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US Commercial Services highlights opportunities in Europe

By: Charlotte Eyre

April 2, 2012

ORLANDO, FLA. (April 2, 8:30 p.m. ET) — The European plastics markets of Germany and Poland hold great potential for U.S. companies, especially in the areas of sustainability and smart materials, representatives from the U.S. Commercial Service said in a speech at NPE2012.

Although both Germany and Poland both currently import and export mostly from other European Union countries, their plastics industries would welcome American expertise in regards to green plastics and recycling.

Ania Janczewska, the representative for the Polish market, indicated that her country had a lot to learn about sustainability as it currently sends as much as 70 percent of plastics waste to landfill. Germany is similarly keen on improving sustainability and is also in the market for materials to recycle, for example PET, said Kirsten Hentschel, the representative for that country.

As well as green materials and recycling expertise, American companies could provide the Polish market with technical expertise for producing styrene and polystyrene, as well as engineering polymers, said Janczewska. In Germany, there are opportunities for manufacturers of medical plastics, smart plastics for electronics, plastics for building applications and nano materials, said Hentschel.

Both speakers said their countries are showing great potential for growth, despite ongoing economic problems in the Eurozone.

“Exports from our plastics industry totaled $48 billion in 2010 and Germany is the sixth largest trading partner of the US,” said Hentschel, adding that there are 2,200 US plastics companies in Germany and 3,000 German plastics companies in the United States.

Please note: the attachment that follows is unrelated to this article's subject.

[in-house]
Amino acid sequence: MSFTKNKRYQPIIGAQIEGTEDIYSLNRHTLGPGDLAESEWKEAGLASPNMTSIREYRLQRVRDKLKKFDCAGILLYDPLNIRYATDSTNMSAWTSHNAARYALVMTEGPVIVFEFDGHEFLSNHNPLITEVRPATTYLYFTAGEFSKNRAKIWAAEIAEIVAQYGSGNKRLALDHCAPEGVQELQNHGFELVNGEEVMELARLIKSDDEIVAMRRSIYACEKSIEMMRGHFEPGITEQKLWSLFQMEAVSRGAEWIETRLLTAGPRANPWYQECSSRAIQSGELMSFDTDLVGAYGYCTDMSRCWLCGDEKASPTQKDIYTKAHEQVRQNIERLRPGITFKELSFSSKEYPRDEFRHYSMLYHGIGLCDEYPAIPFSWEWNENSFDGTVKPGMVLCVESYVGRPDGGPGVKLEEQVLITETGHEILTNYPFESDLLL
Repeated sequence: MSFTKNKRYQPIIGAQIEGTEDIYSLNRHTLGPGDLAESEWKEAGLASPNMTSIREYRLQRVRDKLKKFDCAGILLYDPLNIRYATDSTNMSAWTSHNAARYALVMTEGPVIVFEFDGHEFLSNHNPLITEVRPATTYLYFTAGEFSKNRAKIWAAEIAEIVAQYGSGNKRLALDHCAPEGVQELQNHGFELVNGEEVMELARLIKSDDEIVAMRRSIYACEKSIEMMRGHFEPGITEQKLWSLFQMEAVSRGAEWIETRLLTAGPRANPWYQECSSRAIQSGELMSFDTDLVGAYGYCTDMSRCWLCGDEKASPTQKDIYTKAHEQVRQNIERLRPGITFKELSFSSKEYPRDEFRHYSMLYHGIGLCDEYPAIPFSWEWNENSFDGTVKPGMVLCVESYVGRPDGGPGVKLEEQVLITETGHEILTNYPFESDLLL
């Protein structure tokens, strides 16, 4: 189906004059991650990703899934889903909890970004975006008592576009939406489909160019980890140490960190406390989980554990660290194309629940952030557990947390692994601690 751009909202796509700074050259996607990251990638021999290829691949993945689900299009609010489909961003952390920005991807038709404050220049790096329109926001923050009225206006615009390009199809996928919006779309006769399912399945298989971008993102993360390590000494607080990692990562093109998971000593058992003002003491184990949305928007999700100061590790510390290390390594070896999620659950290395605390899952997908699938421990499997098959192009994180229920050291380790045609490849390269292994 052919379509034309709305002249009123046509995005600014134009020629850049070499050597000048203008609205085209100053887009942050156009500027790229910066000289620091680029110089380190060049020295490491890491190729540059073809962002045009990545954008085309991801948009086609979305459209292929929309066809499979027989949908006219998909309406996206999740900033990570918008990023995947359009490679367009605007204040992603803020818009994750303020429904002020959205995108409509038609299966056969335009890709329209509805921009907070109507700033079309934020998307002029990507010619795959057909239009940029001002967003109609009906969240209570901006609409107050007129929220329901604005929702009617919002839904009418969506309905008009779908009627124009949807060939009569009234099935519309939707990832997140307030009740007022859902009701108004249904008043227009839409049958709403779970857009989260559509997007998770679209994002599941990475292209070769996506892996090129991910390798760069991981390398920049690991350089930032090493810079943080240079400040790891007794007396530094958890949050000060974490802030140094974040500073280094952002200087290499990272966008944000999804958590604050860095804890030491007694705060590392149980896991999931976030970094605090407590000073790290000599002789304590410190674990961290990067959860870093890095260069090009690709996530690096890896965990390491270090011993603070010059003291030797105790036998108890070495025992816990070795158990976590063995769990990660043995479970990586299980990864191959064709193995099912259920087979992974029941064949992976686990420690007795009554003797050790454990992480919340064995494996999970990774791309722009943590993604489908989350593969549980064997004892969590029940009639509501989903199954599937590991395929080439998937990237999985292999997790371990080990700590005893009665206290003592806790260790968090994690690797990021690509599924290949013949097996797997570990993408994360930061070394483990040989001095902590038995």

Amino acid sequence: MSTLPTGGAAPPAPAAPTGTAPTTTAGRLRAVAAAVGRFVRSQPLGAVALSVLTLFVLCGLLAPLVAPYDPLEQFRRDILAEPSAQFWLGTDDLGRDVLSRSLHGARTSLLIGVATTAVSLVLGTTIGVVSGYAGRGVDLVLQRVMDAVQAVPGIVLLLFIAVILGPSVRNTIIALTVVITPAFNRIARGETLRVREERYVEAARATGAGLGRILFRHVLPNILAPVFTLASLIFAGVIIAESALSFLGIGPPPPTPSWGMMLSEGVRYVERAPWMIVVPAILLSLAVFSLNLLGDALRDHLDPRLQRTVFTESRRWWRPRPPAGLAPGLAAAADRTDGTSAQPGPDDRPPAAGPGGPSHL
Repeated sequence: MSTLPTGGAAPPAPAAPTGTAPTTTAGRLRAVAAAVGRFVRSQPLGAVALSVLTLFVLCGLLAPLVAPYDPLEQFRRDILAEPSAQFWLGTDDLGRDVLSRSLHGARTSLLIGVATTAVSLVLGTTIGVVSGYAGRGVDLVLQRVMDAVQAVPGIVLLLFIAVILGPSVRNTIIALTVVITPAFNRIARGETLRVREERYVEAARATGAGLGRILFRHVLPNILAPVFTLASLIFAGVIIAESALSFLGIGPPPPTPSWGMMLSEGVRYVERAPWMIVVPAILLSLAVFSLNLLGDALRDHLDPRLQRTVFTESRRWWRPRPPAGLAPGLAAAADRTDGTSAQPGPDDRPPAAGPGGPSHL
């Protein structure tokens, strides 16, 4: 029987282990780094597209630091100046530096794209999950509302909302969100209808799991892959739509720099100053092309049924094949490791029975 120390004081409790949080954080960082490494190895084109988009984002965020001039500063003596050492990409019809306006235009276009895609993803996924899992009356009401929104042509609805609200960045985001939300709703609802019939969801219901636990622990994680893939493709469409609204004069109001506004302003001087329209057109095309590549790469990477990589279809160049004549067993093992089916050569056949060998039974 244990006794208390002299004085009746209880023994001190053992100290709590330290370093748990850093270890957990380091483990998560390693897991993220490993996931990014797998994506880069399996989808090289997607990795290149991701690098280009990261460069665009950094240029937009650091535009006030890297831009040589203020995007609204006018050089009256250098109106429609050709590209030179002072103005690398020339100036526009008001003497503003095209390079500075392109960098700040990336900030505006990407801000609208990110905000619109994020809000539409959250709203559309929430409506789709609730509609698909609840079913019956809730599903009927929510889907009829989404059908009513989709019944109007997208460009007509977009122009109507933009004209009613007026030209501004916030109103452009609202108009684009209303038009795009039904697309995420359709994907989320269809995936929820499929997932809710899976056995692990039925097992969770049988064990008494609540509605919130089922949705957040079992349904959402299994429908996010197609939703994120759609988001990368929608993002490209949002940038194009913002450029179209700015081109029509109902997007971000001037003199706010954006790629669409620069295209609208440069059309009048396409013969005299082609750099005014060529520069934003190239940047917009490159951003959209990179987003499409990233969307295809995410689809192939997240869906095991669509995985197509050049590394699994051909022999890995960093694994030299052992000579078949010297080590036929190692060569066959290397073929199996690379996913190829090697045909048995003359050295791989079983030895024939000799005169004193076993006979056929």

The biggest growth in terms of sectors was the automotive and electro engineering market, which showed growth of 10.8 percent between 2009 and 2010. In terms of applications, packaging accounted for 35 percent of the total, followed by construction (24 percent), automotive (9 percent) and electrical (6 percent).

Some 80 percent of imports are from European countries but imports from the United States increased a massive 50 percent in 2010 as the German market needed a large intake of materials during the economic crisis. However, this increase in American imports will not be sustained this year, warned Hentschel.

Poland’s smaller plastics industry is the “princess to Germany’s queen,” said Janczewska, who stressed, however, that the country has great growth potential.

Between 2008 and 2011, the country’s GDP grew 15.5 percent – much greater than most European countries – and plastics consumption currently stands at around 2.5 metric tons per year.

And unlike Germany, the country is much less developed so there is greater opportunity for growth. Per capital plastics consumption is almost 60 lbs less than Western European countries, said Janczewska.